New Releases 11/24/15

Top Hits
Ricki and the Flash (drama, Meryl Streep. Rotten Tomatoes: 65%. Metacritic: 54. From A.O. Scott’s New York Times review: “‘Ricki and the Flash,’ a gentle-hearted baby boomer guilt-trip family drama directed by Jonathan Demme and written by Diablo Cody, is bookended by two musical performances from the rock ’n’ roll bar band that gives the movie its name. It would be a spoiler to say too much about the number that ends the movie, a Bruce Springsteen cover, but the opener, sung to a sparse, appreciative audience at a scruffy club in Tarzana, Calif., is a competent version of an old hit by Tom Petty. [If that name doesn’t ring a bell, go ask your dad.] Ricki, the lead singer, sporting a blue Telecaster, heavy eyeliner and half of Bo Derek’s haircut from ’10’ [ask your dad about that too], belts out the lyrics with perfect credibility, landing somewhere between Chrissie Hynde and Bonnie Raitt on the spectrum of available reference points. Ricki is played by Meryl Streep, which may be sufficient reason to believe in her.” Read more…)

No Escape (thriller, Owen Wilson. Rotten Tomatoes: 46%. Metacritic: 38. From Daniel M. Gold’s New York Times review: “In 2001, already developing a comic acting career, Owen Wilson tried to stretch. In ‘Behind Enemy Lines,’ he played a naval aviator shot down and pursued by bloodthirsty Serbian paramilitary units. Not quite an action hero, he conveyed the intense fear and desperation of a fugitive in the cross hairs. Now Mr. Wilson returns for run-for-your-life seconds. In ‘No Escape,’ he is again in hostile territory, as Jack Dwyer, an engineer who has joined a multinational corporation after his own company failed, and is moving his family to an unnamed Southeast Asian country.” Read more…)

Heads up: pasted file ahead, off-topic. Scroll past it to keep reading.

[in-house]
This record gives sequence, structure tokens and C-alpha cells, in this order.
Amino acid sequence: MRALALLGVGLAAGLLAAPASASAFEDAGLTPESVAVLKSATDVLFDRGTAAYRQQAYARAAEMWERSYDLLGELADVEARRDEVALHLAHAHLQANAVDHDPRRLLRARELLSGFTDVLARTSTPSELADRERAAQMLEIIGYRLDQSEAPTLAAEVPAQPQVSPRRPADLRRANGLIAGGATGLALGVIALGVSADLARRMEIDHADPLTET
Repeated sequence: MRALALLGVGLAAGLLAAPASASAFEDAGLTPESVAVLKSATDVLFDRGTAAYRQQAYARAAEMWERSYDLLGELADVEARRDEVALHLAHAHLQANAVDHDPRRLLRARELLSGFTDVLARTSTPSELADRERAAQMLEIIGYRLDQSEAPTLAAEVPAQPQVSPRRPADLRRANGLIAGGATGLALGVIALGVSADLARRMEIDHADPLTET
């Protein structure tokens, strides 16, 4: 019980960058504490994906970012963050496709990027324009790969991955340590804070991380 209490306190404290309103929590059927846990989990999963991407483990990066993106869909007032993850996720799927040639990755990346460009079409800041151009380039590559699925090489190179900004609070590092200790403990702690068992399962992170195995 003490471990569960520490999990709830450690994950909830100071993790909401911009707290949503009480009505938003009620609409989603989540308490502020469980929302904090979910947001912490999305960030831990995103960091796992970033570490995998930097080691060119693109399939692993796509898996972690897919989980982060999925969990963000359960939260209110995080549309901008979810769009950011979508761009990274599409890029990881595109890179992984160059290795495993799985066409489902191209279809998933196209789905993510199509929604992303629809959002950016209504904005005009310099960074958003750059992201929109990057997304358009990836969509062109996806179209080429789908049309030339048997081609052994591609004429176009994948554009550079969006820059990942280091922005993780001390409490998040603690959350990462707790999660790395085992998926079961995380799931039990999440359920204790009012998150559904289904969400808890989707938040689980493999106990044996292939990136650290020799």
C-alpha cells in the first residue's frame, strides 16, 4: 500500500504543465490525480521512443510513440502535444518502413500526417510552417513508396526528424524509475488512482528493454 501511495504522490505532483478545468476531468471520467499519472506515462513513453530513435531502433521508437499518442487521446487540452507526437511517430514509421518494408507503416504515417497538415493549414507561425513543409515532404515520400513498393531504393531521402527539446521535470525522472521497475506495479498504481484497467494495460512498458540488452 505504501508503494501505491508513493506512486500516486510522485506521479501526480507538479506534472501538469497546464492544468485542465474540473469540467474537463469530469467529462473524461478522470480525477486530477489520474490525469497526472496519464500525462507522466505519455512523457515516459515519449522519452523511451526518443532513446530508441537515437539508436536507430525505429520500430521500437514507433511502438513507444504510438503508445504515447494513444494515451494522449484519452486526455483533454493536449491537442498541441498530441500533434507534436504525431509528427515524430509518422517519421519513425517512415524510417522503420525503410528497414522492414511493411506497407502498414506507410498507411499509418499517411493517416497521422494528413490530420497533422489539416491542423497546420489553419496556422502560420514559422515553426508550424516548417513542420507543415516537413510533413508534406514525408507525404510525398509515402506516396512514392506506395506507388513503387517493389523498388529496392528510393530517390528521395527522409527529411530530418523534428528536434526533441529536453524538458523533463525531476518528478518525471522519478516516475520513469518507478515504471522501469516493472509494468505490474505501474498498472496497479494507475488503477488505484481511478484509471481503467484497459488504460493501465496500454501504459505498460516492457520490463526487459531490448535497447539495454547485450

Shaun the Sheep Movie (animated feature. Rotten Tomatoes: 99%. Metacritic: 81. A New York Times Vritic’s Pick. From Neil Genzlinger’s Times review: “It wouldn’t be summer without a movie that stars one or more animals. ‘Free Willy’ [1993]. ‘Babe’ [1995]. ‘Jaws’ [1975]. ‘Jaws: The Revenge’ [1987]. And now, ‘Shaun the Sheep Movie,’ a charming and clever concoction from the stop-motion animation studio Aardman Animations, which is known for the ‘Wallace & Gromit’ franchise. The film tries something unusual in the world of animated family fare: It tells its 84-minute story without words.” Read more…)

Guidance (comedy, Pat Mills. Rotten Tomatoes: 87%. Metacritic: 66. A New York Times Critic’s Pick. From Jeannette Catsoulis’ Times review: “Pursuing his character’s self-destructive, often tasteless agenda, [actor, writer and director Pat] Mills [drawing on his own experiences and doing triple duty as the director and screenwriter] gives a performance of rancid single-mindedness. It’s a fearlessly unsympathetic role that provides plenty of space for train-wreck humor but almost no wiggle room for redemption.” Read more…)

American Ultra (action comedy, Jesse Eisenberg. Rotten Tomatoes: 44%. Metacritic: 50. From Neil Genzlinger’s New York Times review: “Some of the many, many promotional spots for ‘American Ultra’ make it seem like more of a comedy than it is. That’s not said as a criticism, just a warning. If you go, expect a diverting summer action adventure with occasional laughs, not a diverting stoner comedy with occasional action.” Read more…)

New Blu-Ray
Ricki and the Flash
Shaun the Sheep Movie
No Escape

New Foreign
1001 Grams (Norway, drama, Ane Dahl Torp. Rotten Tomatoes: 82%. Metacritic: 65. From A.O. Scott’s New York Times review: “‘1001 Grams’ achieves a charming equipoise of levity and gravity, of formal rigor and soulful sentiment. It’s a quiet movie, sometimes to the point of near inaudibility, and a small one, so unassuming that, like Marie herself, it seems to want at times to disappear altogether. But here it is, sure of its proportions and also much bigger and messier than it looks.” Read more…)

A Place to Call Home: Season 1 (Australia, drama series, Marta Dusseldorp, in New British section)

New Classic (pre-1960)
The Kid From Cleveland (1949, sports drama, Russ Tamblyn, Cleveland Indians. From Bosley Crowther’s 1949 New York Times review [requires log-in]: “Rather this ‘Kid from Cleveland’ turns out to be a labored tale of the generous attempts of a sports announcer to help a wayward youth. And in these benevolent endeavors, he recruits not only Bill Veeck, the personable owner of the Indians, but apparently the whole team. In fact, Mr. Veeck and the Indians pay so much attention to this pursuit that one perceives (since the time is the present) why maybe the Indians are in third place.” Read more…)